“Ok, then these should be fine,” he said, taking one package of Large. He handed them to me, smiled a comforting smile, and said, “You can bring any of this stuff back if you don’t need it. But it’s good to have it just in case.”


My mother and aunts were in the bedroom, smoothing the sheets on the bed, waiting for my grandfather to arrive. My grandmother was rearranging the pillows when I walked in with the foam wedges.

“I know you only said to get one for under his head, but the man at the store recommended this one for the feet as well,” I said, handing the black wedge to my grandmother.

“Fine, fine,” she said, then looked at the one in my hands and furrowed her brow. “Did this not come in white?”

“Um, I don’t know…? I didn’t really ask.”

My mother and aunts looked up, and we waited until my grandmother had left the room to lose ourselves in laughter.


Halfway through the wall unit, The Big Chill would reach the fourth song. Like the children dropping their duties to follow the Pied Piper, my sisters would run to the family room while I gingerly stepped down from the shelves. “Tracks of My Tears” was my mother’s favorite song, and the only three minutes when we could stop cleaning to dance, sway, and sing along. We laughed as my mother closed her eyes and grabbed one of us to slow dance with her, singing along with every word.

Those of us not dancing sang into pretend microphones with pretend heartache. After the song I climbed back up the shelves to finish my work.


“I don’t know,” she said. “I’m tired. Maybe we should just come back tomorrow.”

“We can do whatever you want, but I really think this coat is beautiful and will be perfect for the occasion and to get you through the winter.”

“You do?”

I’d been shopping with her countless times. Very few items were given a lot of thought. If she loved it, or I loved it, she bought it. Shopping was fun for her, and she enjoyed it alone as much as with other people. Imagining how a vase would look in the kitchen or how a necklace would hang on a certain blouse was part of the charm. The anticipation of wearing or seeing the new thing was as exciting as the purchase. But she didn’t want to see herself in this coat, with the rich fur and the stylish swing of the hem. No more than she wanted to see Grampy in the suit she’d picked out for him to wear, the one draped over the back of a chair in the living room. Blue shirt, black pants and jacket, yellow tie, black socks. The funeral home director had told her that was all they needed. No underwear. No shoes.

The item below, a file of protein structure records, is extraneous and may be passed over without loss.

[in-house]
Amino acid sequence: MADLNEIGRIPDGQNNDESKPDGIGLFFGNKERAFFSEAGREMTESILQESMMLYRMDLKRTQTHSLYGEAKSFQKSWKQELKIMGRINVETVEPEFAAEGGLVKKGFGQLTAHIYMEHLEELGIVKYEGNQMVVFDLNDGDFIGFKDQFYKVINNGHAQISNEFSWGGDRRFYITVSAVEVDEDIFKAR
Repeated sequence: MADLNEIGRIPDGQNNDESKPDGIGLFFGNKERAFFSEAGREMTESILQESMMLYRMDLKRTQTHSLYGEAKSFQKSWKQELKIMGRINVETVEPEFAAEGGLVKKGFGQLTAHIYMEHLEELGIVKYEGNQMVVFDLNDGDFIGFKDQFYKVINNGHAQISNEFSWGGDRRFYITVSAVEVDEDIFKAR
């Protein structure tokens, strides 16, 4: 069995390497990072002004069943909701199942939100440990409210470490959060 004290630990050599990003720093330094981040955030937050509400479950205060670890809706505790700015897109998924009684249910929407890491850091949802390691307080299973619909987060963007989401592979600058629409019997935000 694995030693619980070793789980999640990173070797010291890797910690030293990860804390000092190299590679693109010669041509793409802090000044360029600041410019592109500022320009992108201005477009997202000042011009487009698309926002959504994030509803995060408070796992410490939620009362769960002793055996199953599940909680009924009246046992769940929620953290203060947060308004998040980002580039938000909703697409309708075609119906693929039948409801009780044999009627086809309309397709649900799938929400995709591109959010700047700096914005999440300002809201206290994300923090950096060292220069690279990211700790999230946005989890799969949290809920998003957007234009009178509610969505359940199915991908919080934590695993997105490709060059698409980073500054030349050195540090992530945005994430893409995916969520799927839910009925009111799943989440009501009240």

“I thought I might see you back here,” he said gently as I walked in with two full bags.

“Yeah,” was all I could think to say. “How’s the family?” “Ok,” I said. “We were all there with him.” He rang up the unopened diapers, shampoo, body lotion, extra swabs, and bed urinal. I looked around the store but turned my head when I made eye contact with another salesperson.

“I’m sorry, the hospital had sent over a lot of this stuff before he came home. And he went much faster than we thought he would.”

“That’s ok,” he said, printing my return receipt. “Do you want me to put all this back on the card?”

I nodded. I knew I hadn’t done anything wrong. I bought the things we thought we needed. But he died anyway. And I was back at the store.


In a few hours the family will be here, and I will need to meet them at the airport to help with the kids and the baggage and the rental cars. I can’t sit still, so I clean my apartment while listening to The Big Chill. I take out the trash, strip the sheets off the bed, and vacuum the rugs. I dust the bookshelf with our small collection of breakable things, a few vases, a glass pomegranate from Italy and two beer steins from Germany. I dust the framed photograph of my grandfather and me with my first car, and the framed picture of my two grandmothers smiling at my bridal shower. I stop when I hear “Tracks of My Tears,” but I don’t feel like dancing.


“It was a beautiful ceremony, don’t you think?” she said, bringing me a cup of coffee. She sat in my grandfather’s chair.

I nodded, remembering the black dress I’d bought, the speech I’d written, the sight of my grandmother sobbing at the gravesite as the January wind blew around us.

“And that coat was perfect. I can’t thank you enough for what you did.”

“I didn’t really do anything,” I said, thinking of how we’d driven home from Nordstrom in silence. I’d kept one hand on the wheel, and one hand covering hers.

“You encouraged me to buy it. And Grampy would have loved it. It was perfect.”

Though it was dark outside by the time I left her house, she had pulled out her Swiffer broom and a dustpan. I knew she’d be up for hours, sweeping, dusting and tidying a house that was already swept, dusted, and tidy.

Like me, she’d done everything she was supposed to. And tomorrow, life would have a new list of chores.

Dianna Calareso

I grew up Catholic,
an arctic poppy in an outcrop of stone;
stunted willow, river beauty,
my home a crevice, a cranny.

seeking pearls and banquets
dreading outer darkness
the calling, the choosing
the panicked heartbeats in a brood of six.

Channelling shaman and priest,
turning to warmth, living on wind
blown soil and snow,
somewhat toxic.

My brothers wrestled Jesuits and lost
in the logic; having seen too much
I crossed to the dreaming.

Waking from the animal sob
of myself afraid in the wild in a tent
electric to the sounds
of footsteps, breathing, furtive voices,
a feral couple planning attack,
a toddler they had to kill by raking out its eyes.

But last night as I was running
alone along an ancient path,
a hunter lithe and strong,
I bounded from the earth,
leaned to the wind to fly.

My brothers in the distance
at a makeshift altar,
tobacco, like incense, calling me in.

Ken Massicotte